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Old 04-24-2011, 02:16 PM
jimmythefloyd jimmythefloyd is offline
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Default trying to understand syntax



How come I don't have to use a semicolon after the "i++" in the for loop, but if I were to write i++ after the console.writeline i would. Is it just just some kind quirky thing? or is there some deeper logic behind it.
Code:
    for (int i = 0; i < 12; i++ ) // doesn't need it, won't accept it here
            {
                Console.WriteLine(myClass.MethodA());
                i++;  // Would need semicolon here
            }
            
            Console.ReadLine();
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Old 04-25-2011, 04:06 PM
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snarfblam snarfblam is offline
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Default Re: trying to understand syntax

Quote:
Originally Posted by jimmythefloyd View Post
Is it just just some kind quirky thing?
The short answer is yes.

This syntax is inherited from C. It does seem inconsistent. However, consider the structure of the for statement (not sure if this is 100% technically correct, but it gets the idea across):
Code:
for (statement; expression; expression)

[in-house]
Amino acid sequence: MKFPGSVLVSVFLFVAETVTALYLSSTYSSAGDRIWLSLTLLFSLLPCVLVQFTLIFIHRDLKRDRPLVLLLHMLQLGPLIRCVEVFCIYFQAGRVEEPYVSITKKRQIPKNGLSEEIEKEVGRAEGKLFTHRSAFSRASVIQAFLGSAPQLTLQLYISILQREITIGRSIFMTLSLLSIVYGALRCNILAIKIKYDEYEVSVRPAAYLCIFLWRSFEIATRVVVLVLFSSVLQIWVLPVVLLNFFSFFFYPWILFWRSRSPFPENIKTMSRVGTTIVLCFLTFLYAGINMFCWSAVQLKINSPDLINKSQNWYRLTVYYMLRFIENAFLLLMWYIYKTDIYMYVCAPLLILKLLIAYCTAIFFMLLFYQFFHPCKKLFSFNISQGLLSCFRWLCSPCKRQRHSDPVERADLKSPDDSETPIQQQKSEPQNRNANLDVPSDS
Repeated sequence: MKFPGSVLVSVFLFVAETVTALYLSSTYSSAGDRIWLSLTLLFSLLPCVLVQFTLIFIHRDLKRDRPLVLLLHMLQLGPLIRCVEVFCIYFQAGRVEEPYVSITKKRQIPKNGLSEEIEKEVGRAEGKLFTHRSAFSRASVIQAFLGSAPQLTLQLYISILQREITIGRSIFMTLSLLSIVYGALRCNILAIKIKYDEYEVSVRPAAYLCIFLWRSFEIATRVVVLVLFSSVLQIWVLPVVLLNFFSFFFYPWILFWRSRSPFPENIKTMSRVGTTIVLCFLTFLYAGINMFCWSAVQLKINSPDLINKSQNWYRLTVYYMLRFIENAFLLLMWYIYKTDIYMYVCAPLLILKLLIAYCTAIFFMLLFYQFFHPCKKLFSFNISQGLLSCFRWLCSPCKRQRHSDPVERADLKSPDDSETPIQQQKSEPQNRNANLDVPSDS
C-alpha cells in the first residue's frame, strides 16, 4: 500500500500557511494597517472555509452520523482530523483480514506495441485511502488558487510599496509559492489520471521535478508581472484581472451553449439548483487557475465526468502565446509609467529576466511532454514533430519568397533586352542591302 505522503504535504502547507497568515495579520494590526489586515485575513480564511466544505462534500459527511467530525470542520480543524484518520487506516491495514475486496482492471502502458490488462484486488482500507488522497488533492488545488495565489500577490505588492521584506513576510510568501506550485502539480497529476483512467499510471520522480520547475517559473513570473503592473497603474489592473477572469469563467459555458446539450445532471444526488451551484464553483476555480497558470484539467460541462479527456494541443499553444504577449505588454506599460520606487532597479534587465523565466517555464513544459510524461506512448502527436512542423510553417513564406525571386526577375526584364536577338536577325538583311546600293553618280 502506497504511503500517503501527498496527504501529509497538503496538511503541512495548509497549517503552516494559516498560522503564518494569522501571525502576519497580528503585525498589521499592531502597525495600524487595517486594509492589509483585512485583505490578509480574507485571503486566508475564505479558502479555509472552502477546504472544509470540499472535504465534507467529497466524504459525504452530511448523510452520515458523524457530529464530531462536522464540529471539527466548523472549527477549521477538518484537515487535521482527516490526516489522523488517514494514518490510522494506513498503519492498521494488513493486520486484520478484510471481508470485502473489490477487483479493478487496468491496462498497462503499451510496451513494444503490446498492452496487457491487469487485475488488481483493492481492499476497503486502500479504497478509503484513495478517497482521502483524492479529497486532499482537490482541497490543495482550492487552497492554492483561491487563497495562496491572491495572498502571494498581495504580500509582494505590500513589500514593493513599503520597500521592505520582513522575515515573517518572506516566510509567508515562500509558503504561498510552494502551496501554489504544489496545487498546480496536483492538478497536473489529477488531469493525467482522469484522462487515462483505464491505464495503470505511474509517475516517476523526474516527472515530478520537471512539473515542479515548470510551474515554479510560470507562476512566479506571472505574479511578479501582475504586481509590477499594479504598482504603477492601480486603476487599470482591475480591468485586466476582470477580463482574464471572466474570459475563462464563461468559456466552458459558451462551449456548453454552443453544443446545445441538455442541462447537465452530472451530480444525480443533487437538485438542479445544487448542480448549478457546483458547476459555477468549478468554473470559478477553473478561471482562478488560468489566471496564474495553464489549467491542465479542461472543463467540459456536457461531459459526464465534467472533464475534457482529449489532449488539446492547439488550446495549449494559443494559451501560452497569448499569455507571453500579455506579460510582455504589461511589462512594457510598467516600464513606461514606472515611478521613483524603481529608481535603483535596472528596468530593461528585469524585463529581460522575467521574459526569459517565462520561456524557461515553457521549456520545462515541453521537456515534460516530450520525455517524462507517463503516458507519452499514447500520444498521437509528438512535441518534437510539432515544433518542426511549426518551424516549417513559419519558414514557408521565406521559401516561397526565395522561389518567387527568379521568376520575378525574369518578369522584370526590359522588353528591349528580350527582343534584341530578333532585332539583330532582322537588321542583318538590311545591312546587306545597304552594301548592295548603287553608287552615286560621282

statement
Normally, a semi-colon denotes the end of a statement. As you can see, the last two are expressions. In this case, we are using the semi-colon as more of a delimiter. You don't normally write code with a trailing delimiter.
Code:
int x, y, z,;
At the same time, C# does accept trailing commas in some cases. One reason for this is because it makes code generation simpler. (I use trailing commas in enums and initializers if they are declared across multiple lines.)
Code:
int[] x = {0, 1, 2, 3, };
var x = new { A = "Aye", B = "Bee", };
enum x {a, b, c, }
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Old 07-21-2011, 04:14 PM
cloudmonkey cloudmonkey is offline
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Default Re: trying to understand syntax

Quote:
Originally Posted by jimmythefloyd View Post
How come I don't have to use a semicolon after the "i++" in the for loop, but if I were to write i++ after the console.writeline i would. Is it just just some kind quirky thing? or is there some deeper logic behind it.
Code:
    for (int i = 0; i < 12; i++ ) // doesn't need it, won't accept it here
            {
                Console.WriteLine(myClass.MethodA());
                i++;  // Would need semicolon here
            }
            
            Console.ReadLine();
The semi colon has always been used as a stopper at the end of a statement. A loop needs to be told to continue on, while a statement is the end of the line.
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